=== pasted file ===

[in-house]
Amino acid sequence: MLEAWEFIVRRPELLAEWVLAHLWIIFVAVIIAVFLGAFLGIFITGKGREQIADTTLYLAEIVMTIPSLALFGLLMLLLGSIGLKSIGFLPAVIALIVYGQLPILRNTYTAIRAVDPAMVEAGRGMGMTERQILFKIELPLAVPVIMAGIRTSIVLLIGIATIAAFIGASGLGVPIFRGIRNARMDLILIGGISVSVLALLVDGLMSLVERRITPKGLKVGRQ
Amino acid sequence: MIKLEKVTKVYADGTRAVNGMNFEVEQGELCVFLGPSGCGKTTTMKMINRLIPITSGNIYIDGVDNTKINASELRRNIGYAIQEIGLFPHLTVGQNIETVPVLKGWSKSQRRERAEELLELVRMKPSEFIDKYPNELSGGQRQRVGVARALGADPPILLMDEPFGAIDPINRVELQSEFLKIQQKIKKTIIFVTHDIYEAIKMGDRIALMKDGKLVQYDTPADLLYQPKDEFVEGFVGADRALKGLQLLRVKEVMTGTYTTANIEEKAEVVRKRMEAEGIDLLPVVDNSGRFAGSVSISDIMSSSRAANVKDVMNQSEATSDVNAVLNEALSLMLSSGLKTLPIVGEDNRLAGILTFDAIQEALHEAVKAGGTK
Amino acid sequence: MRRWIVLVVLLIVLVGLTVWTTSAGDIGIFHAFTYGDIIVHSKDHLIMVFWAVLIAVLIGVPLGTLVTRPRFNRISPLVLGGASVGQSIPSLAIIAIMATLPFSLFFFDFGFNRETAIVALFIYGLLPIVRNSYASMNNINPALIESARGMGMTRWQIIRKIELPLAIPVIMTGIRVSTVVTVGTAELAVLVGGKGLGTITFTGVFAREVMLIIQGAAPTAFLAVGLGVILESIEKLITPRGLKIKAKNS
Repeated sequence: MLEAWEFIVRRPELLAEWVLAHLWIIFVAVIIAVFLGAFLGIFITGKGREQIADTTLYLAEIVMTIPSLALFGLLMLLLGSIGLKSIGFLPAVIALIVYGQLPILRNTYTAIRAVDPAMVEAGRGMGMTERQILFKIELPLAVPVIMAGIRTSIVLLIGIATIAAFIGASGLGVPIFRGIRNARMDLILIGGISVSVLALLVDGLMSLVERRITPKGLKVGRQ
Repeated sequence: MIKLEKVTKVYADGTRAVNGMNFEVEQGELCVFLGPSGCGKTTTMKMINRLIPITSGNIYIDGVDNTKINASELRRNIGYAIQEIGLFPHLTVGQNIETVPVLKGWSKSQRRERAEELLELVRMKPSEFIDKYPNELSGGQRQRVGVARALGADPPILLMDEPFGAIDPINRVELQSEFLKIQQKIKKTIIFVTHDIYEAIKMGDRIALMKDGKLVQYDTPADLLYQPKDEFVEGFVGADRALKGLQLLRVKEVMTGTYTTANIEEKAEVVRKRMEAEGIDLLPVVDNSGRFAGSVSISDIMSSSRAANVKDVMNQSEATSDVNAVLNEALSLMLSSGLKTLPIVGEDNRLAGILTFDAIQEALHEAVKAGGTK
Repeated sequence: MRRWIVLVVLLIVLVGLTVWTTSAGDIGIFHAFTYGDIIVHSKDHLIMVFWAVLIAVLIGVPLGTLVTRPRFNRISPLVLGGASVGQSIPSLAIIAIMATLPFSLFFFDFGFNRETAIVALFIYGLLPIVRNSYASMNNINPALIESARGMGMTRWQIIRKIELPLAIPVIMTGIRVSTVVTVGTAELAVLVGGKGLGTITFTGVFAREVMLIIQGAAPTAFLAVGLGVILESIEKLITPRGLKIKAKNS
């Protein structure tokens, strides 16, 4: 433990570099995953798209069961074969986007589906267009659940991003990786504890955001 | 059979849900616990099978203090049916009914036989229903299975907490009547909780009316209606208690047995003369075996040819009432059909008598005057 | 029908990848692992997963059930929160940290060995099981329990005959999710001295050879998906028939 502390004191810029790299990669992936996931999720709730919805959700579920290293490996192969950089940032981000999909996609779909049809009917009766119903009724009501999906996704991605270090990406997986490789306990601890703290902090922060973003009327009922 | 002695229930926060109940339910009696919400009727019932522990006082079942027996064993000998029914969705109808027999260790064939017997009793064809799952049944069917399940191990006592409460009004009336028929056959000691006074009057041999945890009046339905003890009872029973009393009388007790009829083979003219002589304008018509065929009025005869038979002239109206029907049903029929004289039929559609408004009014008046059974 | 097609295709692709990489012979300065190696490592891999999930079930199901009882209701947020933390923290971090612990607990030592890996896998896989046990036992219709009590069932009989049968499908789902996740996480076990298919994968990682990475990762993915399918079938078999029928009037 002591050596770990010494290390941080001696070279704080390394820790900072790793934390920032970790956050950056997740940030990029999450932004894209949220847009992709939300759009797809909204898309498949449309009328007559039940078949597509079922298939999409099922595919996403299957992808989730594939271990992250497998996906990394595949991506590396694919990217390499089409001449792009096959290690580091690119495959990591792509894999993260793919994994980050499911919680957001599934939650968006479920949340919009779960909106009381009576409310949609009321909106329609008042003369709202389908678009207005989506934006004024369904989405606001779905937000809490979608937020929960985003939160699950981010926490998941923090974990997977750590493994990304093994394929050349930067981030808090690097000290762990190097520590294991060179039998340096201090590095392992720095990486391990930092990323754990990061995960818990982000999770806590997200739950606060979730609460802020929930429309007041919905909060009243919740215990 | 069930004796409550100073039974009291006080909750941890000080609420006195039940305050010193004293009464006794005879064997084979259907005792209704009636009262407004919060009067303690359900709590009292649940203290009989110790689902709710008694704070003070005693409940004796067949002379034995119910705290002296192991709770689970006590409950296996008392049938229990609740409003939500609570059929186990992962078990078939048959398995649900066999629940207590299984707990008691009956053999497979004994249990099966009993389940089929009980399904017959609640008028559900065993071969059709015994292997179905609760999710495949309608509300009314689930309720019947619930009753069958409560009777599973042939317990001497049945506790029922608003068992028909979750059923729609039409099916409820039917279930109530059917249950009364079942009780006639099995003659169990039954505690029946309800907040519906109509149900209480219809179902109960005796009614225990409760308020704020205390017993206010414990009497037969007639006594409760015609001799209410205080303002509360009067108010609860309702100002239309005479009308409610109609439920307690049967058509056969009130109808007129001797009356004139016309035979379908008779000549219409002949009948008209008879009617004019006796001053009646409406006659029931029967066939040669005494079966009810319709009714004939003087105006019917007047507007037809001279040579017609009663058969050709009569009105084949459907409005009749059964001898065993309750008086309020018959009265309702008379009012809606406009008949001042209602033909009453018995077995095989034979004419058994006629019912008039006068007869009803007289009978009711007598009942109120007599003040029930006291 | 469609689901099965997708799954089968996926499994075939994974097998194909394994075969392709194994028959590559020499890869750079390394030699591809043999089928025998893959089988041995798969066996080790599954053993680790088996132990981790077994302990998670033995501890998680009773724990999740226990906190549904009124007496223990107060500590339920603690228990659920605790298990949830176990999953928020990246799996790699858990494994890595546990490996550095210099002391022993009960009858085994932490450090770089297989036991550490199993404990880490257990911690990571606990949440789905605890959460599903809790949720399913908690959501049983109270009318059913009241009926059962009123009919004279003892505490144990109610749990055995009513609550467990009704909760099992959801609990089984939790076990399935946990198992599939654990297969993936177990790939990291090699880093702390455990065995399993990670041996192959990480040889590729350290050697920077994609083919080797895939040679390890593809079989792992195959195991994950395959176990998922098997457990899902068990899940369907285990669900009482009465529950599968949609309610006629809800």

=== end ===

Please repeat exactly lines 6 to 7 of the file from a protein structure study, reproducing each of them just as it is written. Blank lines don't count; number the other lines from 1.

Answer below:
Repeated sequence: MIKLEKVTKVYADGTRAVNGMNFEVEQGELCVFLGPSGCGKTTTMKMINRLIPITSGNIYIDGVDNTKINASELRRNIGYAIQEIGLFPHLTVGQNIETVPVLKGWSKSQRRERAEELLELVRMKPSEFIDKYPNELSGGQRQRVGVARALGADPPILLMDEPFGAIDPINRVELQSEFLKIQQKIKKTIIFVTHDIYEAIKMGDRIALMKDGKLVQYDTPADLLYQPKDEFVEGFVGADRALKGLQLLRVKEVMTGTYTTANIEEKAEVVRKRMEAEGIDLLPVVDNSGRFAGSVSISDIMSSSRAANVKDVMNQSEATSDVNAVLNEALSLMLSSGLKTLPIVGEDNRLAGILTFDAIQEALHEAVKAGGTK
Repeated sequence: MRRWIVLVVLLIVLVGLTVWTTSAGDIGIFHAFTYGDIIVHSKDHLIMVFWAVLIAVLIGVPLGTLVTRPRFNRISPLVLGGASVGQSIPSLAIIAIMATLPFSLFFFDFGFNRETAIVALFIYGLLPIVRNSYASMNNINPALIESARGMGMTRWQIIRKIELPLAIPVIMTGIRVSTVVTVGTAELAVLVGGKGLGTITFTGVFAREVMLIIQGAAPTAFLAVGLGVILESIEKLITPRGLKIKAKNS